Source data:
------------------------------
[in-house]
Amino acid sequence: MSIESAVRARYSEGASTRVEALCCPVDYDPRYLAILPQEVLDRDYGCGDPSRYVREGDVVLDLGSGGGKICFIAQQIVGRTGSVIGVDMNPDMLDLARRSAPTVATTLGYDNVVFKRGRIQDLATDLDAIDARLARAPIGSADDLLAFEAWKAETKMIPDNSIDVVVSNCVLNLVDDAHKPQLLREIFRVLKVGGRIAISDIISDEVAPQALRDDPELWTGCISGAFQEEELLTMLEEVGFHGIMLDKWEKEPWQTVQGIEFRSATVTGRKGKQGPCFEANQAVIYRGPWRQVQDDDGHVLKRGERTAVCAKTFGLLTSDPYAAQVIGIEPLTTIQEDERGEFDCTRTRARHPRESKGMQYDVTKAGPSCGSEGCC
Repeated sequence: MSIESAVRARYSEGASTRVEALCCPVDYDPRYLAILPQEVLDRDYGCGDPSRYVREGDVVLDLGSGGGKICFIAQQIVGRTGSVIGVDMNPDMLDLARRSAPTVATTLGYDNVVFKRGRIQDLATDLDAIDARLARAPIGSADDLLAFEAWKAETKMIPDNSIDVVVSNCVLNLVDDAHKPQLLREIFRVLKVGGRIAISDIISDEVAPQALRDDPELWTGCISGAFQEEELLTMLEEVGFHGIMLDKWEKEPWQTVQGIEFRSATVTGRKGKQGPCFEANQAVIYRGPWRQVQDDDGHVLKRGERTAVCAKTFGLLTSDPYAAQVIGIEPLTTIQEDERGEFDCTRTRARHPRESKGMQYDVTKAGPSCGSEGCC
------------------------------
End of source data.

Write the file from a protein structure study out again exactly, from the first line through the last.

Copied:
[in-house]
Amino acid sequence: MSIESAVRARYSEGASTRVEALCCPVDYDPRYLAILPQEVLDRDYGCGDPSRYVREGDVVLDLGSGGGKICFIAQQIVGRTGSVIGVDMNPDMLDLARRSAPTVATTLGYDNVVFKRGRIQDLATDLDAIDARLARAPIGSADDLLAFEAWKAETKMIPDNSIDVVVSNCVLNLVDDAHKPQLLREIFRVLKVGGRIAISDIISDEVAPQALRDDPELWTGCISGAFQEEELLTMLEEVGFHGIMLDKWEKEPWQTVQGIEFRSATVTGRKGKQGPCFEANQAVIYRGPWRQVQDDDGHVLKRGERTAVCAKTFGLLTSDPYAAQVIGIEPLTTIQEDERGEFDCTRTRARHPRESKGMQYDVTKAGPSCGSEGCC
Repeated sequence: MSIESAVRARYSEGASTRVEALCCPVDYDPRYLAILPQEVLDRDYGCGDPSRYVREGDVVLDLGSGGGKICFIAQQIVGRTGSVIGVDMNPDMLDLARRSAPTVATTLGYDNVVFKRGRIQDLATDLDAIDARLARAPIGSADDLLAFEAWKAETKMIPDNSIDVVVSNCVLNLVDDAHKPQLLREIFRVLKVGGRIAISDIISDEVAPQALRDDPELWTGCISGAFQEEELLTMLEEVGFHGIMLDKWEKEPWQTVQGIEFRSATVTGRKGKQGPCFEANQAVIYRGPWRQVQDDDGHVLKRGERTAVCAKTFGLLTSDPYAAQVIGIEPLTTIQEDERGEFDCTRTRARHPRESKGMQYDVTKAGPSCGSEGCC